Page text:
Fear Dot Com (2002)
Directed by: William Malone
Starring: Stephen Dorff, Natascha McElhone, Stephen Rea, Udo Kier
(out of 4)
fear dot com is the kind of horror movie that is 75% derivative and 25% wasted potential. There are scenes that stand out for their striking nightmarish quality, but these are scenes that belong in a better film. Stephen Dorff plays a cop who is on the trail of a serial killer who taunts him with occasional letters. There is no real fleshing out of the back-story involving the relationship between cop and killer, but no matter.. the bulk of the movie concerns a website which kills the viewer 48 hours after accessing it. Apparently, the unfortunate surfer ends up dying from his/her greatest fear, but even this plot point seems underused and glossed over – one can imagine fabulous death sequences involving one’s worst fears, but, with the exception of one clever sequence where a computer expert dies from a multiple onslaught of bugs (get it?), I suppose we’ll have to make due with the Elm Street movies.
It seems that the director decided to throw bits of other films into the mix, and stir them around, hoping for a brand new concoction; there are elements of old silent horror movies, bits of Videodrome, StrangeLand, Seven, and even some of the anime series Serial Experiments Lain. Yes, of course, the movie is a total ripoff of the J-horror flick Ringu (no coincidence that this movie and The Ring were made around the same time in 2002). In addition, the technological side of this killer-web-site scenario is barely touched upon – why, for instance, is there no attempt to track down the source of the fear.com website? (Does anybody know how to do a traceroute anymore?) The philosophical undertones of the film are reduced in importance to throwaway ramblings by our serial killer (“We will provide a lesson that reducing relationships to an anonymous electronic impulse is a perversion”), and abandoned in the end to a simple track-down-the-killer horror film. While there are interesting elements scattered throughout, the end result is not worth the download time – if you’re looking for a movie about a virus-in-the-wired, try the aforementioned Japanese items, or Ghost in the Shell; if you want merging-of-the-virtual-and-reality, see Videodrome; if you want a good noirish serial-killer movie, go with Seven.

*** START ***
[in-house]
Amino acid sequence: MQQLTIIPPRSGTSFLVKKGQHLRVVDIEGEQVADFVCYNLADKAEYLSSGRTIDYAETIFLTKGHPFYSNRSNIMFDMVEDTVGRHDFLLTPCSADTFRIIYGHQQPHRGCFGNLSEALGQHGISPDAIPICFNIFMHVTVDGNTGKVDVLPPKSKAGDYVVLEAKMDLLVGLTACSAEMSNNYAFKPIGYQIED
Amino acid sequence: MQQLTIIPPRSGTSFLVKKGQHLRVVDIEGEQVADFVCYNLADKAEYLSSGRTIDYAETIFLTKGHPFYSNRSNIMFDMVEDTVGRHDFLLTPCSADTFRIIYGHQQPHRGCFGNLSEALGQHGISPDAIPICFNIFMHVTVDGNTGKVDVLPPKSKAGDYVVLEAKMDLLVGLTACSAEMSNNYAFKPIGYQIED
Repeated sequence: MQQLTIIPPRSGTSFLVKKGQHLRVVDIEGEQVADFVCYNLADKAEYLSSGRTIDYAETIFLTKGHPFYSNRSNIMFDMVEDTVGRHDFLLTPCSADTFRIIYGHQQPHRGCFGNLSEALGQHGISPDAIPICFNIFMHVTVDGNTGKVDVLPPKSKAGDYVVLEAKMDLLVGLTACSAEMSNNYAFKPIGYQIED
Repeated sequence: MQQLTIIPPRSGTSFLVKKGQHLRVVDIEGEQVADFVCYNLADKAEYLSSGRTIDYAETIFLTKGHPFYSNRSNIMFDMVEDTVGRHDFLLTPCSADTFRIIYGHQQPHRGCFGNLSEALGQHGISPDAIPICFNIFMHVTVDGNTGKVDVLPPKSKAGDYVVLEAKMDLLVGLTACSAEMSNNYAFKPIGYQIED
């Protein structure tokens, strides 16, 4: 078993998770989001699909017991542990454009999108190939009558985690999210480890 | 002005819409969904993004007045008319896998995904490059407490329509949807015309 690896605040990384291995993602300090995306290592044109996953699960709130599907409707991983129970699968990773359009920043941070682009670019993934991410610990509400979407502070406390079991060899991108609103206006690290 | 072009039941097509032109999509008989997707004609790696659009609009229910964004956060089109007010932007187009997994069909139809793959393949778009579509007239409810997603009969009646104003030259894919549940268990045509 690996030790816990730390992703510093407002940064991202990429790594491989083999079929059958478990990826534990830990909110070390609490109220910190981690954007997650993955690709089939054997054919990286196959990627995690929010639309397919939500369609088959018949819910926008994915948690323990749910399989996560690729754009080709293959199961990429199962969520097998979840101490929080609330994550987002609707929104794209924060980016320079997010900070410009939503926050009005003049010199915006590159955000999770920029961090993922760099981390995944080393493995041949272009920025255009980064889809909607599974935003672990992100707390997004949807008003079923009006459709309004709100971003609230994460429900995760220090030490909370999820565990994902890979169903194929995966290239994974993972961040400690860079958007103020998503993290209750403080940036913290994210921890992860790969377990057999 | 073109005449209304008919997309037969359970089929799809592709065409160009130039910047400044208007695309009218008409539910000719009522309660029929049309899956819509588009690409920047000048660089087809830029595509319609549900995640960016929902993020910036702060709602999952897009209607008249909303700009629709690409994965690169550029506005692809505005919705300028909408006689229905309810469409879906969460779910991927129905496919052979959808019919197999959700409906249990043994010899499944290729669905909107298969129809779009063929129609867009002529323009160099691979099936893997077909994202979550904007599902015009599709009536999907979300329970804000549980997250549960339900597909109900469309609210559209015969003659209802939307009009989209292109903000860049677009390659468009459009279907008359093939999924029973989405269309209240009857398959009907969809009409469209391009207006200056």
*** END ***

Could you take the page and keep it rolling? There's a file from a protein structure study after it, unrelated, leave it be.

- Bill Gordon